Somewhere between Jerry Dipoto’s effervescent roster scheming and Giancarlo Stanton’s career dilemma and Derek Jeter’s paper debt and Shohei Ohtani’s budding U.S. career and MLB’s rules on international spending stood Dee Gordon, innocent bystander (and second baseman) until Thursday afternoon.
In an otherwise sedentary early going to baseball’s offseason (through no fault of the Seattle Mariners general manager), Dipoto traded three minor leaguers to the Miami Marlins for Gordon, the former batting champion owed $38 million over the next three seasons. As the Mariners already have a second baseman – Robinson Cano, due $24 million annually through 2023 – the assumption is Gordon will become a center fielder.
The Mariners will pay all of Gordon’s salary. The Marlins also sent $1 million in international bonus pool money to the Mariners, who just Wednesday night traded a minor-league catcher to the Minnesota Twins for another $1 million in international money. Those two trades brought their total – at the moment – to $3.56 million, a few thousand more than the Texas Rangers, which would hardly be important to anyone except it suddenly seems important to everyone, or certainly everyone with still a stake in Ohtani.
The interwoven and yet not entirely complex being that delivered an outfielder’s glove to Gordon’s doorstep, his experience with one of those limited to 13 games in the Dominican winter league four years ago, starts of course with the Marlins.
After rescuing the franchise from Jeffrey Loria, new ownership, Jeter out in front, seems determined to cleave the payroll, perhaps by a lot. That started with Stanton, currently with an opportunity to waive his no-trade protection to one of of four reported teams, and by extension get Marlins’ ownership rolling on its long-term plan. Stanton seems hesitant, as he should be, as being boinked out of town at the sharp end of a new rebuild is no way to treat an MVP. Dealing one of the team’s productive and higher-paid players in Gordon, also a good friend of Stanton’s, looks additionally like a message that if he resists a trade, Stanton will return to a team that is both unrecognizable and non-competitive, and ain’t life grand.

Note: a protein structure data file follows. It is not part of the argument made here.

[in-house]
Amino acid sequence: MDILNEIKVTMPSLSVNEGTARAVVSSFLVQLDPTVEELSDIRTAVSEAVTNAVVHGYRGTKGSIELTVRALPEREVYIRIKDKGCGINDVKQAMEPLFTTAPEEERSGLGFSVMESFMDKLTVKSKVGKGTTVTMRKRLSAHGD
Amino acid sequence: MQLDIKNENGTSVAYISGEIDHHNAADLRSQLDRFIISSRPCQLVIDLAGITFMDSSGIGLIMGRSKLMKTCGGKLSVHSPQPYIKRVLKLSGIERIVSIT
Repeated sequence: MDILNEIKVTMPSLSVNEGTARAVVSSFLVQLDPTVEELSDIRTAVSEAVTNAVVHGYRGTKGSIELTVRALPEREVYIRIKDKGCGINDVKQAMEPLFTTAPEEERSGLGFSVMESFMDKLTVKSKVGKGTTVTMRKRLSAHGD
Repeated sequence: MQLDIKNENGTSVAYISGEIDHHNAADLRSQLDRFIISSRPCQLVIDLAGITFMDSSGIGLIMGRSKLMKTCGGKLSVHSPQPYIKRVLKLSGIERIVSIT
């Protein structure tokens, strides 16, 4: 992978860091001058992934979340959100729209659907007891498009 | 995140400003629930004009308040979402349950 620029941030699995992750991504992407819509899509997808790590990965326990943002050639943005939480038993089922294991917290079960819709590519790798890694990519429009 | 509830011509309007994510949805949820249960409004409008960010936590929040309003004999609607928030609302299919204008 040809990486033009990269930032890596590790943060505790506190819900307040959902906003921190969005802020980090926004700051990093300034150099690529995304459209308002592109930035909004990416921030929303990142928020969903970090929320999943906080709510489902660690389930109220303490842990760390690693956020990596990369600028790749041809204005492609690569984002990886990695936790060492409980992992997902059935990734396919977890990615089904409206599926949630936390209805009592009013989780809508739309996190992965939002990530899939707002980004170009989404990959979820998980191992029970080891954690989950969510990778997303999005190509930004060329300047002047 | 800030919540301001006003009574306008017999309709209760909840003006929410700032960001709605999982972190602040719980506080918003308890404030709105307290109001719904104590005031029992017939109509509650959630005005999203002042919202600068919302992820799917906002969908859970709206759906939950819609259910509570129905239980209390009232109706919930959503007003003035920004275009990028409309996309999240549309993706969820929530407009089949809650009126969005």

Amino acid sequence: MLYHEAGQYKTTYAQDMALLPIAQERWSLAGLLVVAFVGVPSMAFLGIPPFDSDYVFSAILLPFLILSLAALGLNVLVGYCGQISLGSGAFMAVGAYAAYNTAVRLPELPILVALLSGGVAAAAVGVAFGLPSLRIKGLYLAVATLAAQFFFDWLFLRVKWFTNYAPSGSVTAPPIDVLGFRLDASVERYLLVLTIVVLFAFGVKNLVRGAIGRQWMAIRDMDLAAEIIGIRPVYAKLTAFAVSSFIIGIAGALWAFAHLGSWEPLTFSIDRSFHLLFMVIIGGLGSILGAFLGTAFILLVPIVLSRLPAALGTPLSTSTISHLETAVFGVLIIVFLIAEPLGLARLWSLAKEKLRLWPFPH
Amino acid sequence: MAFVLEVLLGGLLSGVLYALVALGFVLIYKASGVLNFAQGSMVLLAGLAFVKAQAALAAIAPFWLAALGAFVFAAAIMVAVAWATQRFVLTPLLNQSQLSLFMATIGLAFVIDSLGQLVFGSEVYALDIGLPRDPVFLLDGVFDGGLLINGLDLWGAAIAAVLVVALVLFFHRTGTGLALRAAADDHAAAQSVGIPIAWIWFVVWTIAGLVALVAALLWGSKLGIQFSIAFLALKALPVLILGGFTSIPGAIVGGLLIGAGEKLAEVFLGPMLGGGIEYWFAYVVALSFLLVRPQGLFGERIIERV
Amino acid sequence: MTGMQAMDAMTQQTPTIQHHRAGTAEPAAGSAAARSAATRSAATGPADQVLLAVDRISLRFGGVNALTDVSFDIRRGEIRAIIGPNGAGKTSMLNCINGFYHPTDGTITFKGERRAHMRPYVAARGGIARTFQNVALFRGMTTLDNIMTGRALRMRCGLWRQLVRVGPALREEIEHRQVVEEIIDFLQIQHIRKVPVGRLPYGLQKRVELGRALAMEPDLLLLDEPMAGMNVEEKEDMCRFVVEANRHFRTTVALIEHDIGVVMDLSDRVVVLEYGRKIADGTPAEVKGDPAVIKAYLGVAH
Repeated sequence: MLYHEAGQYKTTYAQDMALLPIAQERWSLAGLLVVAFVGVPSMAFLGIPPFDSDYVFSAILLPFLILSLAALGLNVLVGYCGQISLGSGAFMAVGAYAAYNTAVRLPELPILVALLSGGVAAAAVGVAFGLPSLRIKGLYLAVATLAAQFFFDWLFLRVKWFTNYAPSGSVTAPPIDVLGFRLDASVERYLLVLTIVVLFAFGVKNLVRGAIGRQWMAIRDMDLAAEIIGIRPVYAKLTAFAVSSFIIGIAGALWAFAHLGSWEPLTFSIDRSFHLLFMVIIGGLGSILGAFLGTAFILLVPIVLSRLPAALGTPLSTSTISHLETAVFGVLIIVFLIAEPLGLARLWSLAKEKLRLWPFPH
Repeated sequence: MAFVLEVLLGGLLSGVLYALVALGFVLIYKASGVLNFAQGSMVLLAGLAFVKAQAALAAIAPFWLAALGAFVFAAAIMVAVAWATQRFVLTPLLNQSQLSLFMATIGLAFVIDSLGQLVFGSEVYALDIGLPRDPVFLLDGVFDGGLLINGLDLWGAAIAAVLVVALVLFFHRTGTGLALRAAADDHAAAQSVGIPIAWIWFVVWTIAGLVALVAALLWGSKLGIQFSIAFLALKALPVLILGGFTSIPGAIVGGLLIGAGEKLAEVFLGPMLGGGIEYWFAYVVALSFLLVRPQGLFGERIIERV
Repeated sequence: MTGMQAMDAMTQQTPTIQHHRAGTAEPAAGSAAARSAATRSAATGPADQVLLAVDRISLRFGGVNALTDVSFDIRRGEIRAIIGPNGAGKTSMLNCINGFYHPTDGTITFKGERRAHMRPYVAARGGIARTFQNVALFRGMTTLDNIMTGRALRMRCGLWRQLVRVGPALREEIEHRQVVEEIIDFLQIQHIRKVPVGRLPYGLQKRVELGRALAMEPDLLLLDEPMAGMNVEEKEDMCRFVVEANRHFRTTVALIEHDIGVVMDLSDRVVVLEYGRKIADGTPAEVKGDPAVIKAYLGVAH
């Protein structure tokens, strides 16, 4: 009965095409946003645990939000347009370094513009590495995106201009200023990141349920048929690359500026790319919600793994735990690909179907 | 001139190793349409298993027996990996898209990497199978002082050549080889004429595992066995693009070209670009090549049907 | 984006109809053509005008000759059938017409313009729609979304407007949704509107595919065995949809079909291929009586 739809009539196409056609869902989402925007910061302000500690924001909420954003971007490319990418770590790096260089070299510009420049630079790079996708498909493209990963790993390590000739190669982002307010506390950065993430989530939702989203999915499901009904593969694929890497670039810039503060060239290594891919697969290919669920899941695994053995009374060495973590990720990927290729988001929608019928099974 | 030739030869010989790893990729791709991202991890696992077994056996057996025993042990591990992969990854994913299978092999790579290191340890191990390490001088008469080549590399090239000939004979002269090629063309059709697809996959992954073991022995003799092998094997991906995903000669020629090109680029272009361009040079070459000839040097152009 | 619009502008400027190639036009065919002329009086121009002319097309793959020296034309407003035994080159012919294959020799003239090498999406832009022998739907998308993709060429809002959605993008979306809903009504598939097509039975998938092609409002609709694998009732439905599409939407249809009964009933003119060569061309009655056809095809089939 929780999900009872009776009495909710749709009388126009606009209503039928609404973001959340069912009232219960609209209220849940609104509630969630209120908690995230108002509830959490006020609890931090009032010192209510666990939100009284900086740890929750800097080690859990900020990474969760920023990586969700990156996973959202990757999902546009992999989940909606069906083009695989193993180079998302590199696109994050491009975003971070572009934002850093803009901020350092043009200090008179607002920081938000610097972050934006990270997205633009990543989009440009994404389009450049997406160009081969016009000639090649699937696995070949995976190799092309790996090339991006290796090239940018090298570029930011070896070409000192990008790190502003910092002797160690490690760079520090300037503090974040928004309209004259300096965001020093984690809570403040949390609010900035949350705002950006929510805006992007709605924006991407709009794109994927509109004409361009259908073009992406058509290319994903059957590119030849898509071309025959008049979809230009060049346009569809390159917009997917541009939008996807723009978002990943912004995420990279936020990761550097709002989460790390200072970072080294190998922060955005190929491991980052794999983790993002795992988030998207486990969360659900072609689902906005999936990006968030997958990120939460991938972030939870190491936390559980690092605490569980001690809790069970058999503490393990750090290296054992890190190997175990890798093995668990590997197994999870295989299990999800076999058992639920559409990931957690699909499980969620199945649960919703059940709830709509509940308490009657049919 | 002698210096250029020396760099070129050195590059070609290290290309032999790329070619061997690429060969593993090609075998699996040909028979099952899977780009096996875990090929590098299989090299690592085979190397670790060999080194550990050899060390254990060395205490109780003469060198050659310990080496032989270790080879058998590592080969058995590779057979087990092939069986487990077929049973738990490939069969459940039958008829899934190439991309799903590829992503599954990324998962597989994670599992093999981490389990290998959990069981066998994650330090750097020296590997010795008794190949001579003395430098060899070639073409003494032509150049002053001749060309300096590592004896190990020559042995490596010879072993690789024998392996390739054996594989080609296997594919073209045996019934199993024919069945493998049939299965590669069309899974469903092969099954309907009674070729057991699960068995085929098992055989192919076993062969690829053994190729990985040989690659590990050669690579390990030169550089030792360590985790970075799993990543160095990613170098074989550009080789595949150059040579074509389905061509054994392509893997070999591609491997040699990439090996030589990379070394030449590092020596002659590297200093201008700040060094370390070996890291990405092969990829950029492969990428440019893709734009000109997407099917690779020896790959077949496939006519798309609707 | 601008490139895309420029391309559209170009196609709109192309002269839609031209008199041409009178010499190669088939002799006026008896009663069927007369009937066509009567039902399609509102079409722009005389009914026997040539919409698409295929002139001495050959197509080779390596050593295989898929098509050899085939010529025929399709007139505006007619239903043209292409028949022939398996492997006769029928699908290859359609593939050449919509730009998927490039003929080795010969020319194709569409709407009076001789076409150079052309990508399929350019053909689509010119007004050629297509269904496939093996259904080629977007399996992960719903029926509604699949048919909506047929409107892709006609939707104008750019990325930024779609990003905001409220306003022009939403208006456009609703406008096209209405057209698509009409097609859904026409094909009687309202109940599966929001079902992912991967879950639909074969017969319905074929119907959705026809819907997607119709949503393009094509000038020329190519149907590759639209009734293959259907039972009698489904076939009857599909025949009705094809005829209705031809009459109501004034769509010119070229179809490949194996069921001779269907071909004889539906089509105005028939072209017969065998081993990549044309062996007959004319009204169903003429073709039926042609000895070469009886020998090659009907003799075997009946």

Then, to the Mariners, along with The Other Six, those being the teams invited to Los Angeles this week to recruit Ohtani, whose bonus is limited to allotted international pools. That was fine, it was said, because Ohtani already was passing up tens of millions of dollars in order to start his MLB dream at 23 years old. The Texas Rangers had the most pool money, at roughly $3.5 million. Still, it was said, a negligible advantage, for the above reasons. Ohtani sought opportunity and comfort and a place to ply his two-way skills first. Then, as Ohtani mulled his seven options, the Mariners traded for $1 million to bring their total to $2.56 million. Then the Los Angeles Angels traded for another $1 million (a week after acquiring $1.2 million from the Atlanta Braves), so they had $2.32 million to offer. Then the Mariners added another $1 million, which brought them to $3.56 million. And what appeared to be insignificant had the looks of a bidding war. (The four National League teams alive – Los Angeles Dodgers, San Diego Padres, San Francisco Giants, Chicago Cubs – are sitting at or around $300,000.) It remains to be seen whether Gordon, a fine player who the Marlins didn’t want to pay anymore, came with the international money or vice versa.
So Gordon will go to Seattle, earnestly learn his new craft, and perhaps become a capable center fielder, even perhaps while standing to the right of Shohei Ohtani. And the Marlins, with any luck, will pay down their debt at the cost of a good portion of their community’s goodwill, whatever was left of it. And Stanton, with any luck, will find happiness and decorum in a new town, perhaps his hometown of Los Angeles. And, as for The Other Six, they may have been left behind in a bidding war few of them knew existed, right up until Dee Gordon got swept up in it all.
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